This is one of the few Venetian synagogues to be built on the ground floor and is also one of the best preserved. In 1541, this synagogue was founded by wealthy Marranos. The Marranos were Jews that had nominally converted to Christianity to avoid persecution during the 15th-century Spanish Inquisition and moved to Italy to practice their religion openly.
Restored by Italian architect Baldassare Longhena in the 17th century, this synagogue shows clear baroque influences. There are deep red curtains surrounding the space and a large chandelier at its center. Designed by master woodcarver Andrea Brustolon in the 18th century, a pair of dark wood staircases lead up to the pulpit.
Address: Cl. Ghetto Vecchio, 1154
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Along with the Levantine Synagogue, La Schola Spagnola is one of the few Venetian synagogues still operating today. This is the largest of the Venetian synagogues, but it is also one of the most well-hidden. It is located up three flights of stairs in an unassuming building on the Campiello delle Scuolo in central Cannaregio.
With enough room to fit three large chandeliers and four rows of benches, the worship space is notable for its beautifully tiled floors and blue painted and ivory dome overlooking the pulpit. High above the space, the Women’s Gallery gives an extraordinary view of a tucked-away temple.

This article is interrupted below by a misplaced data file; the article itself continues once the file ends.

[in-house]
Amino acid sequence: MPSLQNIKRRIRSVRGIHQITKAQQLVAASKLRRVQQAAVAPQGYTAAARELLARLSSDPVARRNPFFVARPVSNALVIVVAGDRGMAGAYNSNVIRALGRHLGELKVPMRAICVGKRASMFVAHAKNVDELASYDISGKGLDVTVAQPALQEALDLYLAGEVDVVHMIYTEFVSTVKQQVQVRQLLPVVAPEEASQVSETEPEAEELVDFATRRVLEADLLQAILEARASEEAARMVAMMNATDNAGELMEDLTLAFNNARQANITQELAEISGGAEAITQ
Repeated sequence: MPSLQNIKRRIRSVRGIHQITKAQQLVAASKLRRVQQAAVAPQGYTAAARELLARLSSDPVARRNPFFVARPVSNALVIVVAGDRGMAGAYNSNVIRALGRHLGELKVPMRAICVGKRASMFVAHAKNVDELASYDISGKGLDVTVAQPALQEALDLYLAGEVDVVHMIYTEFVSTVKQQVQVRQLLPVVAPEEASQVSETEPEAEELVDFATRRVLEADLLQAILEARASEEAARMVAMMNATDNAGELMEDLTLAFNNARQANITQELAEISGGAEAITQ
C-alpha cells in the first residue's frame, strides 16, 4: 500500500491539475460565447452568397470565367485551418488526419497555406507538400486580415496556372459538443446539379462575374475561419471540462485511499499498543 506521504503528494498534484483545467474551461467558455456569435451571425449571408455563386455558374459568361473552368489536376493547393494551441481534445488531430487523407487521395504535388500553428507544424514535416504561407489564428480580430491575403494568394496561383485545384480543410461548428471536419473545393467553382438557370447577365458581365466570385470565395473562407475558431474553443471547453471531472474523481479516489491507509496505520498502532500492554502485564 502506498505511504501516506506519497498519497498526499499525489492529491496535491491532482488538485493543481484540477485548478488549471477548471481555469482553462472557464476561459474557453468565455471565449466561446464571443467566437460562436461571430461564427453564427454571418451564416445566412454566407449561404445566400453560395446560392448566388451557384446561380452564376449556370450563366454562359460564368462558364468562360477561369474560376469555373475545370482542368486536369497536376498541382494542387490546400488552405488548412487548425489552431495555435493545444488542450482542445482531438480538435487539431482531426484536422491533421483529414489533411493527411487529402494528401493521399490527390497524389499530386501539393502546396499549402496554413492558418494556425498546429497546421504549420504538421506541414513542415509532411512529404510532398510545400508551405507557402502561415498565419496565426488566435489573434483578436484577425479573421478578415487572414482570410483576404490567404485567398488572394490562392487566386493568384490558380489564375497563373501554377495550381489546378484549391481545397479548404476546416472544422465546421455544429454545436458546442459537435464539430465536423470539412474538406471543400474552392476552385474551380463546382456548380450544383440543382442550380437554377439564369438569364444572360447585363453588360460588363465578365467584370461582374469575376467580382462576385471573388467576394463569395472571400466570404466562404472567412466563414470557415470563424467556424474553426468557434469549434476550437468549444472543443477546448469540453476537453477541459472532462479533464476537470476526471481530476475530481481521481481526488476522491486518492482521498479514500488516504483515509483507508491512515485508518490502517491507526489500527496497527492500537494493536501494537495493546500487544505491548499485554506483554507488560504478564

Address: Cl. Ghetto Vecchio, 1147
How To Visit the Secret Synagogues
If you’d like to tour all five of these synagogues, your only option is to go through the Jewish Museum in Venice. When visiting, you will likely be asked to leave your bags and any electronic devices outside the spaces of worship. Also, keep in mind that Jewish holidays may impact the scheduling of tours, particularly at the Spanish and Levantine synagogues where services are still held.
If exploring the hidden gems of Venice piques your interest, check out our Hidden Venice Tour. This exclusive tour takes you through hidden canals and secret gardens to the heart of Cannaregio and the Jewish Ghetto.